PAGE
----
Tuesday, June 05, 2012

25 New Recordings Added to National Recording Registry

The Library of Congress' National Recording Registry annually adds recordings that are “culturally, historically, or aesthetically significant” and preserves them for future generations. This year they added recordings such as "I Feel Love" by Donna Summer, "A Charlie Brown Christmas" by the Vince Guaraldi Trio, and "Rapper’s Delight" by the Sugarhill Gang.

Here’s what was added, in reverse chronological order
25. “Purple Rain,” Prince and the Revolution (1984)
24. “Rapper’s Delight,” Sugarhill Gang (1979)
23. “I Feel Love,” Donna Summer (1977)
22. Barton Hall concert by the Grateful Dead (May 8, 1977)
21. “Mothership Connection,” Parliament (1975)
20. “Coat of Many Colors,” Dolly Parton (1971)
19. “A Charlie Brown Christmas,” Vince Guaraldi Trio (1970)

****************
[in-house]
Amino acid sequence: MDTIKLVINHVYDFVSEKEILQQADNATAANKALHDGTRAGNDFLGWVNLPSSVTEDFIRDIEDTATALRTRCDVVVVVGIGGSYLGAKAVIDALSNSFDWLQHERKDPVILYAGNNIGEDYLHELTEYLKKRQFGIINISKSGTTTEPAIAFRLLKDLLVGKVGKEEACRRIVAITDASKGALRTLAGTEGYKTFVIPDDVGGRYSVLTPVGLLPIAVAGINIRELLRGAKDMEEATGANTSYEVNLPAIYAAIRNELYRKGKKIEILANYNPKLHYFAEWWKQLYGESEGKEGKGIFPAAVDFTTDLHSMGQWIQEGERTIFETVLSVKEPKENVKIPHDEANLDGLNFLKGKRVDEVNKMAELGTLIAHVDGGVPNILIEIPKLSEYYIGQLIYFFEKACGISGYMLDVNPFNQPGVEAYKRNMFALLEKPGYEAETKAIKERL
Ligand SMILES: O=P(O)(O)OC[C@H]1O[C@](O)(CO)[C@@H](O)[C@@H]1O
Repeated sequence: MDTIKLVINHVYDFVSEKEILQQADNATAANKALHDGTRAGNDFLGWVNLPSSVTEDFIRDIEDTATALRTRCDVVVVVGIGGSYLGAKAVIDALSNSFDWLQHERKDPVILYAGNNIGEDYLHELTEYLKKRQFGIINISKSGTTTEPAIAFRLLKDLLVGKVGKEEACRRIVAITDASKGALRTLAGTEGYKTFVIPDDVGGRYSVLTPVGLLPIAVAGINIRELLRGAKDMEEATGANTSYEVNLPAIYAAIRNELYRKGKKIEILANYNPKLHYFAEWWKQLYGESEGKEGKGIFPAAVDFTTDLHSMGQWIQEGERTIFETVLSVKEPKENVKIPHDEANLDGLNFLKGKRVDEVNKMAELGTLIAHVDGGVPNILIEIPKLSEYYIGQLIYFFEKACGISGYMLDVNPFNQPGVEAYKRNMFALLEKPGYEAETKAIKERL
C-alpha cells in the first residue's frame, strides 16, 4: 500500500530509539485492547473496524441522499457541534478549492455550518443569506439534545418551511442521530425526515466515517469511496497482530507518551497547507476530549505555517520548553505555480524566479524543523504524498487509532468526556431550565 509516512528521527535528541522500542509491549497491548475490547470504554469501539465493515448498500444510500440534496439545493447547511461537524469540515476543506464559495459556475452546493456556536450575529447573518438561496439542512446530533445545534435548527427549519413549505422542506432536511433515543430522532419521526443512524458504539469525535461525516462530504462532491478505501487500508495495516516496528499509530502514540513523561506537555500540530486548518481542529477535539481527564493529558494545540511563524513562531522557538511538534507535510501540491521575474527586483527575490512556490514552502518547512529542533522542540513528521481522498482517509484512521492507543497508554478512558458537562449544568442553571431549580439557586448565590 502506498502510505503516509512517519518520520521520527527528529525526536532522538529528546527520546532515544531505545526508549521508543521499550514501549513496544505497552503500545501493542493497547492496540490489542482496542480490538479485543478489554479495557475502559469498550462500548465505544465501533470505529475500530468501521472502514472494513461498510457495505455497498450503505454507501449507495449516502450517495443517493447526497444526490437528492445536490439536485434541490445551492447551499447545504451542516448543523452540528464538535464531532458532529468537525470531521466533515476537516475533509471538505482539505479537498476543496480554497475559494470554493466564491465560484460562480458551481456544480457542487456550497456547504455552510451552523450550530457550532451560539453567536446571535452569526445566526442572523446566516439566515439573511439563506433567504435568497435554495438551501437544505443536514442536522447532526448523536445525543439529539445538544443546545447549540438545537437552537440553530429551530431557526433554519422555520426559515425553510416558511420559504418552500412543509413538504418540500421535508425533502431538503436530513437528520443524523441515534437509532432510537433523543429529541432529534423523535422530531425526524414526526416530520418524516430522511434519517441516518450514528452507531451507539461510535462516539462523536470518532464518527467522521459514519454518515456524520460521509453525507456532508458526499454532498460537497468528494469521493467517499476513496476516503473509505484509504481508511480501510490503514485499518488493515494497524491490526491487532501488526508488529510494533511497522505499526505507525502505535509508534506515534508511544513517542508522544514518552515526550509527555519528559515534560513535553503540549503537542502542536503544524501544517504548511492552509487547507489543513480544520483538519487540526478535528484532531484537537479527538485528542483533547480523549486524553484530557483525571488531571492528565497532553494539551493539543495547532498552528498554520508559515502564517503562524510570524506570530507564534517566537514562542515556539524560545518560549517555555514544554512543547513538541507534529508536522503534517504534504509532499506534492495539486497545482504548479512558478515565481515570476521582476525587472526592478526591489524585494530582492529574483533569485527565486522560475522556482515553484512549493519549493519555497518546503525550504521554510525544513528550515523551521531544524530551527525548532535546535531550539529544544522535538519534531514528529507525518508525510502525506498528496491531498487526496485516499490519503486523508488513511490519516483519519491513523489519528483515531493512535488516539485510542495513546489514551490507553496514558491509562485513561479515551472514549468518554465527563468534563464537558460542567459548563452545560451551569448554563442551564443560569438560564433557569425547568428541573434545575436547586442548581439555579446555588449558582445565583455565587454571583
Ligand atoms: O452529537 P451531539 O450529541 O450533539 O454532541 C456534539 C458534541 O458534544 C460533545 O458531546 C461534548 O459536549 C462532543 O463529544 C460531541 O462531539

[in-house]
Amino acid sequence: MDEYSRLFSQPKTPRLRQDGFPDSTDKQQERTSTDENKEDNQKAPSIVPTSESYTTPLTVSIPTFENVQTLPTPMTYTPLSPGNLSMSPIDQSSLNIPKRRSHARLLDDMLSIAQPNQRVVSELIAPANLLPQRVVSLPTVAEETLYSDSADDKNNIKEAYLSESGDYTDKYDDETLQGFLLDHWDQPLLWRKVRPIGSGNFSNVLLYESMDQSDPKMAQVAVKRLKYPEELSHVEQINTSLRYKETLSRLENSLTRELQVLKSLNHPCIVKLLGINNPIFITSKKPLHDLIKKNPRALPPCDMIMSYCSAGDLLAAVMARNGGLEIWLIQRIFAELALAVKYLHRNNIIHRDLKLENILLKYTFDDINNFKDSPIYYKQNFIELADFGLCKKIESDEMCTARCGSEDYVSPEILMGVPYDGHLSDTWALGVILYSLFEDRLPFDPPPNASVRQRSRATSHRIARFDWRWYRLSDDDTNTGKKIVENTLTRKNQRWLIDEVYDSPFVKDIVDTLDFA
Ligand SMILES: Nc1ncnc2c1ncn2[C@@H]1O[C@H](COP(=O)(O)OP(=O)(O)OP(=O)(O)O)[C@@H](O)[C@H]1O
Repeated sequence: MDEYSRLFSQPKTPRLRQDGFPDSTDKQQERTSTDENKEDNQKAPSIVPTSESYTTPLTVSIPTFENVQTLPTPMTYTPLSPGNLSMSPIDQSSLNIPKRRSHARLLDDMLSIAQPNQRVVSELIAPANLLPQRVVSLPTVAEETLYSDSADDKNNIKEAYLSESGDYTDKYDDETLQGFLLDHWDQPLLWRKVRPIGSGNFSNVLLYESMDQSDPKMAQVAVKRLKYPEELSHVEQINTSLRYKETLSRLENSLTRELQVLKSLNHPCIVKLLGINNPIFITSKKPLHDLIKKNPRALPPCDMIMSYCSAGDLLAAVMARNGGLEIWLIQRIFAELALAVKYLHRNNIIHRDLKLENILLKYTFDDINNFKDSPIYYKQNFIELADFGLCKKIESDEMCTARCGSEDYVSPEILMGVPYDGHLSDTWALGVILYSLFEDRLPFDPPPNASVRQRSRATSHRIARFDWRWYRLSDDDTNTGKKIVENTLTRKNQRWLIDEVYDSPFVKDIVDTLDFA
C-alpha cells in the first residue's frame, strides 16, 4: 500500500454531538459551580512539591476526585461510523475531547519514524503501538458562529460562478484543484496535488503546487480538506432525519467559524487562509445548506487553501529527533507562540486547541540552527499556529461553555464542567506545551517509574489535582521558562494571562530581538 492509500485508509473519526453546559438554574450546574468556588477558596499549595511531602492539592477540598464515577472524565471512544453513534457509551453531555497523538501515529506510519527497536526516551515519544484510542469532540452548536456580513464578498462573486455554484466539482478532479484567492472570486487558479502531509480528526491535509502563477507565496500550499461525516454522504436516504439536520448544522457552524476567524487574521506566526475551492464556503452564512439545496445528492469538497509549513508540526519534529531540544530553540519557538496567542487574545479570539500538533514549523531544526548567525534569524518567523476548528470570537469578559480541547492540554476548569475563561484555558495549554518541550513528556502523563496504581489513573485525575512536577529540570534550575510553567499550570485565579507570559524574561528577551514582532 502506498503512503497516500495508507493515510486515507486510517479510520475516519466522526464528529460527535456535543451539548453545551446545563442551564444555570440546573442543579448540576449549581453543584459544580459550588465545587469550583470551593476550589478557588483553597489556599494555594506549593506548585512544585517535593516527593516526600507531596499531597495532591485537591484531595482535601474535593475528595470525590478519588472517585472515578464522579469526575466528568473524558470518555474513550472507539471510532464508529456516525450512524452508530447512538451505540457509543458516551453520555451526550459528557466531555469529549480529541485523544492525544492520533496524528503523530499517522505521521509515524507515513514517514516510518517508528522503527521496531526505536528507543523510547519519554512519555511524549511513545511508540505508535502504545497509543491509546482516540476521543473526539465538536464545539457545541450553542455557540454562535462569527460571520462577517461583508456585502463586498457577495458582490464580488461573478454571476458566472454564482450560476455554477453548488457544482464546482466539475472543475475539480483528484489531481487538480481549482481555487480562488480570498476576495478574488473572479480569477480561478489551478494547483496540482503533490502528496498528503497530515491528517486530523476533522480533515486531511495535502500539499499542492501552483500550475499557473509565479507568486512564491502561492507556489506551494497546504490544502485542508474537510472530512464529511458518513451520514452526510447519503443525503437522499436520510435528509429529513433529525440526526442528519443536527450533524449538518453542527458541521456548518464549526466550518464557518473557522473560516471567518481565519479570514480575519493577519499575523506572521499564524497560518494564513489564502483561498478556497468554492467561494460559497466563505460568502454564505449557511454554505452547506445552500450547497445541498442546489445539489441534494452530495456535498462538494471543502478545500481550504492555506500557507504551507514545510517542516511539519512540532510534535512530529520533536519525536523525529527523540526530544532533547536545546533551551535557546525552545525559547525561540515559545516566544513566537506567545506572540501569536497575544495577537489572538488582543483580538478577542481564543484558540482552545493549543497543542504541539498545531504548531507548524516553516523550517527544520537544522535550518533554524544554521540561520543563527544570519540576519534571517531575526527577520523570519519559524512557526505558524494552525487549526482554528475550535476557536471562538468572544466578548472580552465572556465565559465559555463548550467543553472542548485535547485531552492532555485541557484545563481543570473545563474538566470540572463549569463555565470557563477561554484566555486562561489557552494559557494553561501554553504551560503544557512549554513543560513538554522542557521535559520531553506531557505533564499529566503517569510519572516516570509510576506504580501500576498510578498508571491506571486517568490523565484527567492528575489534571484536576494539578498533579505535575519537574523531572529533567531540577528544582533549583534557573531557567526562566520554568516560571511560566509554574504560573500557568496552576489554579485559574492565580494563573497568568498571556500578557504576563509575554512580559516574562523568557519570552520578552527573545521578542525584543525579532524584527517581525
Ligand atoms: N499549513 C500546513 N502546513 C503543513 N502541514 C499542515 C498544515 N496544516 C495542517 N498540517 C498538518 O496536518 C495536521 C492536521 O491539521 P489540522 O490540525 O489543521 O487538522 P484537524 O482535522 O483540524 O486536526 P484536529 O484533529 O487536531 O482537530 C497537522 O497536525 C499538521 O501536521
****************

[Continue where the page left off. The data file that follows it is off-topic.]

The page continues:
18. “The Continental Harmony: Music of William Billings,” Gregg Smith Singers (1969)
17. “Forever Changes,” Love (1967)
16. “Green Onions,” Booker T. & the M.G.’s (1962)
15. “Bo Diddley” and “I’m a Man,” Bo Diddley (1955)
14. “Also Sprach Zarathustra,” Fritz Reiner and the Chicago Symphony Orchestra (1954, 1958)
13. “Let’s Go Out to the Programs,” The Dixie Hummingbirds (1953)
12. “I Can Hear It Now,” Fred W. Friendly and Edward R. Murrow (1948)
11. “Hula Medley,” Gabby Pahinui (1947)
10. “The Indians for Indians Hour” (March 25, 1947)
9. International Sweethearts of Rhythm: Hottest Women’s Band of the 1940s (1944-1946)
8. Debut performance with the New York Philharmonic, Leonard Bernstein (Nov. 14, 1943)
7. “Artistry in Rhythm,” Stan Kenton & and his Orchestra (1943)
6. “Fascinating Rhythm,” Sol Hoopii and his Novelty Five (1938)
5. “I Want to Be a Cowboy’s Sweetheart,” Patsy Montana (1935)
4. “Voices from the Days of Slavery,” Various speakers (1932-1941 interviews; 2002 compilation)
3. “Ten Cents a Dance,” Ruth Etting (1930)
2. “Come Down Ma Evenin’ Star,” Lillian Russell (1912)
1. Edison Talking Doll cylinder (1888)

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